If this sounds like a huge responsibility, it’s because it is…but I’m carrying this anyway, right? Their traumas. I am unmothered because my mother is unmothered. There is a long history of trauma in the women in my family. Histories of rape and abuse and hunger and suffering, most that I don’t know but I feel. I feel acutely.
I felt it yesterday morning when I had a full on anxiety attack. I felt crazy. I was pacing and barely breathing and fighting the incredible urge to lash out and scream and yell and cry cry cry.
When I described it later, I likened it to The Hell Hole, a ride in Coney Island that I used to love when I was a kid. The ride operates on centrifugal force. You stand against the wall when the center unit starts to spin. The force pins you against the wall. You can’t move. If you try to move your head, it’s snapped back so hard your neck aches. Then the bottom falls out.
That’s what the anxiety attack felt like, and no matter what I did–tried to breathe and remind myself of where I was, tried to ground myself–nothing worked. Nothing.
I locked myself in my writing room and prayed and burned palo santo. I crumbled to the floor, put my first in my mouth and screamed a quiet scream that felt like it could shatter glass. I grabbed my crystals and stones and my Indio that stared and said, “take me with you today.” That’s when I felt the anxiety start to ebb. It slipped slowly and quietly out and off of me.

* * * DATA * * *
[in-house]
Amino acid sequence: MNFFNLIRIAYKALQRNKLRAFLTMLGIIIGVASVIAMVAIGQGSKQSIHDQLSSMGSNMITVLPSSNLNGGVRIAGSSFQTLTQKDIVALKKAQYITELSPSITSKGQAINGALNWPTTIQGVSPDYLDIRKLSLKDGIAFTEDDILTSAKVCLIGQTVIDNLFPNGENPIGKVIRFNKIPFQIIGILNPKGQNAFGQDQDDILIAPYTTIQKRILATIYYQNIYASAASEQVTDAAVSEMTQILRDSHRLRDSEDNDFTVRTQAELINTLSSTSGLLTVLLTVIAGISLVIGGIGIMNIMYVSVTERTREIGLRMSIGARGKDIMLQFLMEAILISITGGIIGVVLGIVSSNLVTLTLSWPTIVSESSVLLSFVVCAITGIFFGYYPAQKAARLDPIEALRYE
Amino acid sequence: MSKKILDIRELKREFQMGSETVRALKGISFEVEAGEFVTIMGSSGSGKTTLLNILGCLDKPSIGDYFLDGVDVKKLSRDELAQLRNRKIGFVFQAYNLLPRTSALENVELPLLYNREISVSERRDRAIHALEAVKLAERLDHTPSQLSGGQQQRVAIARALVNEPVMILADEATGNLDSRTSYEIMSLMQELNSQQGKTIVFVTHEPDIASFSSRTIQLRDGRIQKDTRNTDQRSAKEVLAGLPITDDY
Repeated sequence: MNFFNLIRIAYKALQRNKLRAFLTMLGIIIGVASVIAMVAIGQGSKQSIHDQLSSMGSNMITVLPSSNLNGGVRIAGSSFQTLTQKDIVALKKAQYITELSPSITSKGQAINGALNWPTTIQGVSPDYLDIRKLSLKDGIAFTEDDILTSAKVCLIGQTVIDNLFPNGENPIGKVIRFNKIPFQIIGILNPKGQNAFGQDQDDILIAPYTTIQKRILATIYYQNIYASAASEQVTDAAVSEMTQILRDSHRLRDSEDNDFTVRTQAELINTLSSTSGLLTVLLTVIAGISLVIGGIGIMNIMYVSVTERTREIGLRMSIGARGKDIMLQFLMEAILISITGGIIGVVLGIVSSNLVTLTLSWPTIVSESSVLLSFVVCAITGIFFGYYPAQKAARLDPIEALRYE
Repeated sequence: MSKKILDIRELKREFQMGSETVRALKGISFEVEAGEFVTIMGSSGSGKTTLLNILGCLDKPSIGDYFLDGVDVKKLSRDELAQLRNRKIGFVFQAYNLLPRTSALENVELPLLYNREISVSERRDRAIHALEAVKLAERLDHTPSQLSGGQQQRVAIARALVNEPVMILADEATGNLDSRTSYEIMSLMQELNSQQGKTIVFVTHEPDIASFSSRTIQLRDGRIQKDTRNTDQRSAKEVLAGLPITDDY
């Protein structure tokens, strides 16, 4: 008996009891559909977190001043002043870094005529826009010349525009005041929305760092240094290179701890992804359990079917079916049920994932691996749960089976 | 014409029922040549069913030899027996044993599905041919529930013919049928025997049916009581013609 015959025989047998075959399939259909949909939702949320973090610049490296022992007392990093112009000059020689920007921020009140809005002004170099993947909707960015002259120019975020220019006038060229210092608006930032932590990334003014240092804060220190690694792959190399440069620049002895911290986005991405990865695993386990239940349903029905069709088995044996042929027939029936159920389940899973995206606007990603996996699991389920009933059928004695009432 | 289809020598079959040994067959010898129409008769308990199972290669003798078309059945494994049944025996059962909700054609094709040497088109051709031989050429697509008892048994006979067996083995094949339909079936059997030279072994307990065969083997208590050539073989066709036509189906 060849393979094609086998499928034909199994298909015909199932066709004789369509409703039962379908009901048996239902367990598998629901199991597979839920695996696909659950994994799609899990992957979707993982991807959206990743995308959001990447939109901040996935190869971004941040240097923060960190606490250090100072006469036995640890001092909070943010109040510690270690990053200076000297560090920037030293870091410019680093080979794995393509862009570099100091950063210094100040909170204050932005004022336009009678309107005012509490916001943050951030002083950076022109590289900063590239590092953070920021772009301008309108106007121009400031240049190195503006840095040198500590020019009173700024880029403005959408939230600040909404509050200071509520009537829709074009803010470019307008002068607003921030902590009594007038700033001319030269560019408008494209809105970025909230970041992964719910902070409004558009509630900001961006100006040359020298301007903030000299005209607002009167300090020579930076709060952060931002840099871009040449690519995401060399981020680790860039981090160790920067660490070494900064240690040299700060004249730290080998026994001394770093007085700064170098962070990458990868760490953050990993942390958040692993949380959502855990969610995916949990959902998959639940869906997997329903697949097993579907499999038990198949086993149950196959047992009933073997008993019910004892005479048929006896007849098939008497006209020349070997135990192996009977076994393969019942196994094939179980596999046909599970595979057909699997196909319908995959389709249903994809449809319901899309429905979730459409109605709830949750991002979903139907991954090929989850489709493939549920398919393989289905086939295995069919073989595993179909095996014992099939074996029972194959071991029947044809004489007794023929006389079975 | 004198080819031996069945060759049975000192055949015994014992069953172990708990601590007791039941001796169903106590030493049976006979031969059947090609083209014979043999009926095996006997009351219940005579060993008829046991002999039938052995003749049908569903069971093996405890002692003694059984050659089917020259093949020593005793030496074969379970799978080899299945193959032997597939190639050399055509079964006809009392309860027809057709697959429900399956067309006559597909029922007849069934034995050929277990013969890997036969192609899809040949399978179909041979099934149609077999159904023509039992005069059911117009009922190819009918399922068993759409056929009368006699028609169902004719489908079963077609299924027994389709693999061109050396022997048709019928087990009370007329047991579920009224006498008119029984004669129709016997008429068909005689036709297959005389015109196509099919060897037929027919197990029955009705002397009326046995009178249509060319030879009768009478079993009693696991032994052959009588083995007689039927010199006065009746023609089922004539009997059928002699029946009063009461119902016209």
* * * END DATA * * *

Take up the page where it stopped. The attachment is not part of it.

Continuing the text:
I know that shit is only partly mine. I know so much of that pain is ancient. And I know I have to do what I can to heal it…to heal me.
The only part I miss of my old hood is Inwood Hill Park. We drove by it on our way downtown yesterday morning. From the highway you can see one of the paths I hiked hundreds of times. I know where it starts and where it ends, how it snakes under the highway in two areas, the tunnels underneath that would make for great photo shoots. If you chased me into the park, I’d know how to get away easily.
I read that plants and trees have their own communication system through their roots.
No tree is an island, and no place is this truer than the forest. Hidden beneath the soil of the forest understory is a labyrinth of fungal connections between tree roots that scientists call the mycorrhizal network. Others have called it the wood-wide web.
The connections are made by the filaments of fungi that grow in and around plant roots and produce many of the forest mushrooms we know and love. They bond trees so intimately that the more you learn about them, the more it is a struggle to view any tree as an individual. Forest trees and their root fungi are more or less a commune in which they share resources in a fashion so unabashedly socialist that I hesitate to describe it in detail lest conservatives reading this go out and immediately set light to the nearest copse. ~Scientific American